Franz SchubertThe British composer Benjamin Britten once commented that the few years encompassing Beethoven’s late string quartets and Schubert’s final works were likely the most fruitful in the entire history of Western music. For chamber music lovers, fours years in Vienna between 1824-1828 proved to be a watershed yielding what many would unequivocally regard as the finest chamber music ever, unsurpassed to this day. Schubert’s “last year” was, alone, a miracle, perhaps especially catalyzed by Beethoven’s death and Schubert’s own serious illness, his clear impending fatality. Desperate to fill the void and make his own lasting mark in the realm of “serious” music, Schubert labored to produce two towering piano trios, three massive piano sonatas, his last song cycle Winterriese, and, finally, the exquisite string quintet. Only 31 years old, Schubert left a legacy that would take decades for the world to unearth and appreciate. An anonymous writer found on the International Music Score Library Project (IMSLP) offers this dramatic picture: Read the rest of this entry »

Mozart, String Quartet in D Major, K. 499, “Hoffmeister”

March 26th, 2017

Wolfgang Amadeus Mozart, 1756-1791

String Quartet in D Major, K. 499, “Hoffmeister”, 1786

Franz Anton HoffmeisterThough Haydn got a good head start on the game, Mozart’s string quartets seem to eventually interleave with Haydn’s later works as both Viennese composers evolved the classical string quartet together in a kind of interactive dialog. Historical reception has helped us by winnowing a bit of the wheat from the chaff to focus on the highlights. In Mozart’s case, we tend to ignore the dozen or so early quartets focusing on the “Famous Ten” in a sequence beginning after Mozart’s move to Vienna and his discovery of both Bach and Haydn’s latest creations. First, there are Mozart’s magnificent and meaty six quartets dedicated to Haydn, and, last, some years later, the three so-called “Prussian” quartets of a special “late”, delicate and refined character. And in between, a singleton, a lone “one-off”, bearing the nickname “Hoffmeister.”
Read the rest of this entry »

Zemlinsky, String Quartet No. 1 in A Major, Op. 4

March 12th, 2017

Alexander Zemlinsky (1871-1942)

String Quartet No. 1 in A Major, Op. 4, (1896)

Alexander ZemlinskyAlthough for many music lovers he is apt to be obscure, Alexander Zemlinsky was an important musical figure in the rich tumult of fin de siècle Vienna during the rise of the so-called “Second Viennese School.” He was born in Vienna in 1871, three years before Arnold Schoenberg with whom his life would intertwine in a variety of ways. Zemlinsky revealed his musical talents early, began formal training at the Vienna Conservatory at the age of 13 and eventually blossomed into a first-rate composer, conductor and teacher. As a conductor, he was a respected interpreter of the emerging works of Mahler and Schoenberg drawing admiration from Kurt Weill and Stravinsky. As a young composer, Zemlinsky garnered praise from the elderly Brahms who recommended Zemlinsky’s music to his publisher Simrock starting with the worthy Clarinet Trio, Op. 3, of 1896. Read the rest of this entry »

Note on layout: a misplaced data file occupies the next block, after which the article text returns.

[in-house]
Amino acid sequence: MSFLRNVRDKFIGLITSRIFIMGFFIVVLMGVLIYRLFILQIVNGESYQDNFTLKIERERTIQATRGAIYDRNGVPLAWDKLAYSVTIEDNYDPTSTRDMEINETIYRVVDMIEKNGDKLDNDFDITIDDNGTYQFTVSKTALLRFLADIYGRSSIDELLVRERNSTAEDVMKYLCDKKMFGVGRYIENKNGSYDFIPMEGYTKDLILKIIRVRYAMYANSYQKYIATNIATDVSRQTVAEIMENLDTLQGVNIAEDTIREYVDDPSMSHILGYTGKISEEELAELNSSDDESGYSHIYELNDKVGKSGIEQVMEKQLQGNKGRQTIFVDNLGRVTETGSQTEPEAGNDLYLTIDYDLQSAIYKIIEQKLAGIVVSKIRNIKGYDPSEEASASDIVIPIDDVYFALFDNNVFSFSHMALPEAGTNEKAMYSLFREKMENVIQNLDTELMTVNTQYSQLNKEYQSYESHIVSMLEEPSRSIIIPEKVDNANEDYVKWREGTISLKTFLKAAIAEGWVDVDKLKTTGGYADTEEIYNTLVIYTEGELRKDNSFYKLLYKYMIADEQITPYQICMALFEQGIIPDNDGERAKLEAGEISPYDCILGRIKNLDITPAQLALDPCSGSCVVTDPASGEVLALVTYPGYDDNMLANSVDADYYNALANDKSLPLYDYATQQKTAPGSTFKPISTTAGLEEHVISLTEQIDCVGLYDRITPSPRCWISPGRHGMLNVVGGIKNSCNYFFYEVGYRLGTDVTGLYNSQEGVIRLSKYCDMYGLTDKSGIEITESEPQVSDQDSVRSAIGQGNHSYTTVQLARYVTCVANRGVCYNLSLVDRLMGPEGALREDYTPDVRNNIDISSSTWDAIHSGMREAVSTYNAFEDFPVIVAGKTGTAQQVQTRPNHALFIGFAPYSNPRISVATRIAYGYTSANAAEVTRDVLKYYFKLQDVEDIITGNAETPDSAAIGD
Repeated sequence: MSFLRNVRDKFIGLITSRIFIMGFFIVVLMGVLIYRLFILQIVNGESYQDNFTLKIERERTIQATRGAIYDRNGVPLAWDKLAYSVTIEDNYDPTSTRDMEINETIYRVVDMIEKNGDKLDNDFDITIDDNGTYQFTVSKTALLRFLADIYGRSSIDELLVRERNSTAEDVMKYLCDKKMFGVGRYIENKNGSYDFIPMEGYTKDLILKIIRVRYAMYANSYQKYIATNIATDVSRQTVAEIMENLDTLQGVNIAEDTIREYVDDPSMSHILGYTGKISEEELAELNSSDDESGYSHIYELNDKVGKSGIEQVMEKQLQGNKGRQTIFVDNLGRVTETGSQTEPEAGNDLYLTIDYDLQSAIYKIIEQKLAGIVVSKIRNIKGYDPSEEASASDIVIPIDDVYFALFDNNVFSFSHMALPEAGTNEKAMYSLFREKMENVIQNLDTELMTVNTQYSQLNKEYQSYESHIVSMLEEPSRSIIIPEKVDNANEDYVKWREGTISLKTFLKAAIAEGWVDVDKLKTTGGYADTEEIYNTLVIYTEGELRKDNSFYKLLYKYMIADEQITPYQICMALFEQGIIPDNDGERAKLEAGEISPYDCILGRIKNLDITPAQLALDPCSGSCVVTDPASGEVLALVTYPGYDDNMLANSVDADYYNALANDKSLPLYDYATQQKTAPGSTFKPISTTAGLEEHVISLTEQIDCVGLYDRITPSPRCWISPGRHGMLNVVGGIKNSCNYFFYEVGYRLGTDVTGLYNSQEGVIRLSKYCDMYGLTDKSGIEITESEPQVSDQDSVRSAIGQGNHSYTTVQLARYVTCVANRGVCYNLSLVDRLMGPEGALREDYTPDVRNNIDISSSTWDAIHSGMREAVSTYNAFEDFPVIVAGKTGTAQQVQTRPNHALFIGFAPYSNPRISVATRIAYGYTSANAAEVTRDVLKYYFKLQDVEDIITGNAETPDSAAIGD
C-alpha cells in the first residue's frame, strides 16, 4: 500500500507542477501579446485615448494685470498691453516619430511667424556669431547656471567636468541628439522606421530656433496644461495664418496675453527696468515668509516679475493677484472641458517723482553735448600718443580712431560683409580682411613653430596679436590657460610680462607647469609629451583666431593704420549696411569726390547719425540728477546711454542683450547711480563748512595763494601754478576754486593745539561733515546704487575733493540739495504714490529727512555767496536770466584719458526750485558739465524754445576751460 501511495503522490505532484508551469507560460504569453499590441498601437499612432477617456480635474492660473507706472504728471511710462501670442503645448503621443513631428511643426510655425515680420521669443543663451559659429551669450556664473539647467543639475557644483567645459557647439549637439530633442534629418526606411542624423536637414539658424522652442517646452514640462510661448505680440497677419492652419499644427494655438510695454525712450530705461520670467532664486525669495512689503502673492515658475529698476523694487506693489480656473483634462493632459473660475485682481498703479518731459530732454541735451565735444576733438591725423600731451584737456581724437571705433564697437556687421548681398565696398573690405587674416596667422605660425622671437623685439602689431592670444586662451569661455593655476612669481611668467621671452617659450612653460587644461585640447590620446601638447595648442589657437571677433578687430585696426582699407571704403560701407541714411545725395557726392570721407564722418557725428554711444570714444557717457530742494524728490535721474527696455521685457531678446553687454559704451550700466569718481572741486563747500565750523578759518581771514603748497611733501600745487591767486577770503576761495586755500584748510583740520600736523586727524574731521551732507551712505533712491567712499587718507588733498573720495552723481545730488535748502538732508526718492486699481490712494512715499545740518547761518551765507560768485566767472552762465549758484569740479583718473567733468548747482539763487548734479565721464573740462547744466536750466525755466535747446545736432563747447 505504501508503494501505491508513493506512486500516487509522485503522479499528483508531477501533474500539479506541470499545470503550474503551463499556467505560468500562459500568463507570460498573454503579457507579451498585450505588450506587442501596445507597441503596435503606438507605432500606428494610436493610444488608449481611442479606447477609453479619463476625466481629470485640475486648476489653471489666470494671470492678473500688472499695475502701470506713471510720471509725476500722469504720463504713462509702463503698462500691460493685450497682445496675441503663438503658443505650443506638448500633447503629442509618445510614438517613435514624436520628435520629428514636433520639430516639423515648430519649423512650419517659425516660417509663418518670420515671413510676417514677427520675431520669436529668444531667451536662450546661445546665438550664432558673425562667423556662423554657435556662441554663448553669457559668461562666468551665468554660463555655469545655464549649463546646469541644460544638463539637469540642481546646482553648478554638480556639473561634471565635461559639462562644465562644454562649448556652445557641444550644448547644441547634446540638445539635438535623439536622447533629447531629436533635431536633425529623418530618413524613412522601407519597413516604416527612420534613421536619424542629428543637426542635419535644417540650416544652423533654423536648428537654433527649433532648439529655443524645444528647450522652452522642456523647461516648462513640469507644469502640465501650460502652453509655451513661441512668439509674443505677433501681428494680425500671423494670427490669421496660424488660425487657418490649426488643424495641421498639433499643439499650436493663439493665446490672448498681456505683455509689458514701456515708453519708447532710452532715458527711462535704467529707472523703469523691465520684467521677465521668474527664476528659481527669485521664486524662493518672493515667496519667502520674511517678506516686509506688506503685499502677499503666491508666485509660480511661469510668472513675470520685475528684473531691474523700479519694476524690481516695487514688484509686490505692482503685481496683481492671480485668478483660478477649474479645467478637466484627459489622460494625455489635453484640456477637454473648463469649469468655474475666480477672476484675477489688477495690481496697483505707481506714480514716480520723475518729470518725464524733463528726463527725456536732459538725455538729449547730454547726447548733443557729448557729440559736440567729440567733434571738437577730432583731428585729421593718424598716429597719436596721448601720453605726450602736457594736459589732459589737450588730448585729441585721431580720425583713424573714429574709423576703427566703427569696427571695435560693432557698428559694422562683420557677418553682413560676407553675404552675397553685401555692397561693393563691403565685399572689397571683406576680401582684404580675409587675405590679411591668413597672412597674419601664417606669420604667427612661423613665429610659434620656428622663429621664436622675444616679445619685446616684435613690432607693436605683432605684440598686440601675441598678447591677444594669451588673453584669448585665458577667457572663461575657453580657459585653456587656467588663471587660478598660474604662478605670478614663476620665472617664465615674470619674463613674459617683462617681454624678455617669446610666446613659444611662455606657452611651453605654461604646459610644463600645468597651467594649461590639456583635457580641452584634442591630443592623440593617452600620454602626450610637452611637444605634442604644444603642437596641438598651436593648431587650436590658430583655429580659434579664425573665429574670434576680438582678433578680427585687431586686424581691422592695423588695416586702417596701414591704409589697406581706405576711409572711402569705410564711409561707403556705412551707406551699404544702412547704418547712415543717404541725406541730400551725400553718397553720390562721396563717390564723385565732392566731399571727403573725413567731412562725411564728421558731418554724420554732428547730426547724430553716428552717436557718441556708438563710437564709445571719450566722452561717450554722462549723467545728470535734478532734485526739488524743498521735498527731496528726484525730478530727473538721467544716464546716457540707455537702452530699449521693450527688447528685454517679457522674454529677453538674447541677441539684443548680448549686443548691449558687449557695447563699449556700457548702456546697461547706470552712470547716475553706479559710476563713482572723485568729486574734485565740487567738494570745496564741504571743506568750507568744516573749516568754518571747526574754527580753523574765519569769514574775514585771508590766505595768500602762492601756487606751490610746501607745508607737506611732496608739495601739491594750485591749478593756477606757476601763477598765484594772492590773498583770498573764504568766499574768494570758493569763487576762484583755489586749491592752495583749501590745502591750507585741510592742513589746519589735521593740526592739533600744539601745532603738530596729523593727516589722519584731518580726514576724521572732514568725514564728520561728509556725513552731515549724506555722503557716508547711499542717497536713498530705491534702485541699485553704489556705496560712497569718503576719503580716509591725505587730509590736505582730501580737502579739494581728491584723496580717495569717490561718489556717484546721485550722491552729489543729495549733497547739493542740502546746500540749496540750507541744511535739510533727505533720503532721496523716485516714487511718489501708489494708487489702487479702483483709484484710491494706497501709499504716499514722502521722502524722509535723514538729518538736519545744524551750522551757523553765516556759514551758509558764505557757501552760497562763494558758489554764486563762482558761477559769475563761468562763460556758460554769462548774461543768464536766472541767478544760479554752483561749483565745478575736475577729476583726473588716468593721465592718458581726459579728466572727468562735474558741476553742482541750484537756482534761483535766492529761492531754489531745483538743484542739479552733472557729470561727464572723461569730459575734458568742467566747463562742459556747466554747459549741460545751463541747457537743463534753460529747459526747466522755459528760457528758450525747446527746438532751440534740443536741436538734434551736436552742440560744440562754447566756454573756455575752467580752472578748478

March 1st, 2017

Jacques Ibert (1890-1962)

Deux Interludes for Harp, Clarinet, and Cello, (1946)

Jacques IbertThis program of intimate stories, poems and otherworldly evocations richly continues with a set of two magical interludes by French composer Jacques Ibert. Around fifteen years younger than Ravel, Ibert spent his life in Paris where he composed a significant body of music for opera, ballet, orchestra, film, incidental and chamber music. While his style is wide ranging, particularly in the Deux Interludes, Ibert displays an utterly French sensibility with clarity, poise, color and vivid impression.

The two interludes come from Ibert’s incidental music for Suzanne Lilar’s play Le Burlador (The Seducer), apparently a feminist take on the iconic Don Juan story. The interludes comprise an eloquent music pair using a time honored slow-fast pattern and a stylistic projection of first France then Spain, a perfect representative of the Franco-Iberian mélange found throughout the music of Massenet, Debussy, Ravel, et. al. Read the rest of this entry »

Schumann, Three Romances, Op. 94

March 1st, 2017

Robert Schumann (1810-1856)